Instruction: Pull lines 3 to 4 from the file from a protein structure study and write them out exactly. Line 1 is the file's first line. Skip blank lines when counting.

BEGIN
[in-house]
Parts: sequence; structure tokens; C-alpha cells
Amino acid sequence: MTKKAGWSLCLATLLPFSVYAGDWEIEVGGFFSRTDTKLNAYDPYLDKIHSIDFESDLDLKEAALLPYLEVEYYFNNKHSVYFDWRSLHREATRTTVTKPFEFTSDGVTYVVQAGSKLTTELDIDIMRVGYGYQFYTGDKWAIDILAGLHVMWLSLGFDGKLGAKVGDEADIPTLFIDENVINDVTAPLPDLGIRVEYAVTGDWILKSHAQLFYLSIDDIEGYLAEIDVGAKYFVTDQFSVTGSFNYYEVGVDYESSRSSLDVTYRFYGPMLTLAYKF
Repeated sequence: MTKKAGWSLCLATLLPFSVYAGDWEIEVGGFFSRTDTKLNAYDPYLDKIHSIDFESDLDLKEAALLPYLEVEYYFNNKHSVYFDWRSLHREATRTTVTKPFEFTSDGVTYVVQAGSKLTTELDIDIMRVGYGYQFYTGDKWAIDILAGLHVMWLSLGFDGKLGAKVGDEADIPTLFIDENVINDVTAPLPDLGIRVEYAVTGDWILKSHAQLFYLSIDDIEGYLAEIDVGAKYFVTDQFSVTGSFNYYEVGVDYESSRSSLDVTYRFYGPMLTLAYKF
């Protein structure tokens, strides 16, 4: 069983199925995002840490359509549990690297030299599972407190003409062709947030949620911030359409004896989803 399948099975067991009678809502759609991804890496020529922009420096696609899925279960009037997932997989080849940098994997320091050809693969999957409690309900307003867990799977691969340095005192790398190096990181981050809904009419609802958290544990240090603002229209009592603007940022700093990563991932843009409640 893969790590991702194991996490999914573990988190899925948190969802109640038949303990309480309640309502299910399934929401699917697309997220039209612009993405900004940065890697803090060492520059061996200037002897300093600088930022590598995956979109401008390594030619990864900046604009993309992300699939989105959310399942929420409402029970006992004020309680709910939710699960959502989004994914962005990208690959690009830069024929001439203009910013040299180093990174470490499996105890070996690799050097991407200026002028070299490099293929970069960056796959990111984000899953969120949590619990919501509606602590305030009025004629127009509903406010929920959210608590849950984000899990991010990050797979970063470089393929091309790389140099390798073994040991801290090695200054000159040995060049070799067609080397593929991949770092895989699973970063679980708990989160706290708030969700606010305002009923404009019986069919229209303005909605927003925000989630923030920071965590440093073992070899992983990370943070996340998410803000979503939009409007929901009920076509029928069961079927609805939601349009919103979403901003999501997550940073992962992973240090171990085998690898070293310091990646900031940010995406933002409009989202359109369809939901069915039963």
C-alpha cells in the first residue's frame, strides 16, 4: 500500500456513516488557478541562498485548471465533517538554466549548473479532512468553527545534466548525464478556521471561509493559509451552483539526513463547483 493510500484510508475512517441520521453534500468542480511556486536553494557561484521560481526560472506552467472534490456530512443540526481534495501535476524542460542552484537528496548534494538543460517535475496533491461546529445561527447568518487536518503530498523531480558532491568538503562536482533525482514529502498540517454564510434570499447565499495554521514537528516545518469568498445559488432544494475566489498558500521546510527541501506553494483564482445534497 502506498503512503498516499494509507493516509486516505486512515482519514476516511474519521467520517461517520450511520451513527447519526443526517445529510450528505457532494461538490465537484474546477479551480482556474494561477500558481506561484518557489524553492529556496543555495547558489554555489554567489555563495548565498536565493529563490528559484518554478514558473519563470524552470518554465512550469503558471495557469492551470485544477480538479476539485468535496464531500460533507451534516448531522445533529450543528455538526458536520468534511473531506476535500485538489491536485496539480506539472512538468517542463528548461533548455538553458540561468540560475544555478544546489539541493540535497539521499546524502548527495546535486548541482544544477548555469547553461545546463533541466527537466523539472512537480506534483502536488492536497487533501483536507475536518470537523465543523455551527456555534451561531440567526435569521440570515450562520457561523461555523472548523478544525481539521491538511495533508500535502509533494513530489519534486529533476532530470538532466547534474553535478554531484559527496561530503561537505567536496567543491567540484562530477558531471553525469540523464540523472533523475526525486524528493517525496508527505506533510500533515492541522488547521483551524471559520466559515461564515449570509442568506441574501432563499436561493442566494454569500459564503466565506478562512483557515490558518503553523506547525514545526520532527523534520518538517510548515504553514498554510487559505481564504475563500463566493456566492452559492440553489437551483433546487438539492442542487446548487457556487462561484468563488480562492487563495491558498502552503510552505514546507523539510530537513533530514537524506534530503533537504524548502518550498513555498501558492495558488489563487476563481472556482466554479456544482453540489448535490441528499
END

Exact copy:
Amino acid sequence: MTKKAGWSLCLATLLPFSVYAGDWEIEVGGFFSRTDTKLNAYDPYLDKIHSIDFESDLDLKEAALLPYLEVEYYFNNKHSVYFDWRSLHREATRTTVTKPFEFTSDGVTYVVQAGSKLTTELDIDIMRVGYGYQFYTGDKWAIDILAGLHVMWLSLGFDGKLGAKVGDEADIPTLFIDENVINDVTAPLPDLGIRVEYAVTGDWILKSHAQLFYLSIDDIEGYLAEIDVGAKYFVTDQFSVTGSFNYYEVGVDYESSRSSLDVTYRFYGPMLTLAYKF
Repeated sequence: MTKKAGWSLCLATLLPFSVYAGDWEIEVGGFFSRTDTKLNAYDPYLDKIHSIDFESDLDLKEAALLPYLEVEYYFNNKHSVYFDWRSLHREATRTTVTKPFEFTSDGVTYVVQAGSKLTTELDIDIMRVGYGYQFYTGDKWAIDILAGLHVMWLSLGFDGKLGAKVGDEADIPTLFIDENVINDVTAPLPDLGIRVEYAVTGDWILKSHAQLFYLSIDDIEGYLAEIDVGAKYFVTDQFSVTGSFNYYEVGVDYESSRSSLDVTYRFYGPMLTLAYKF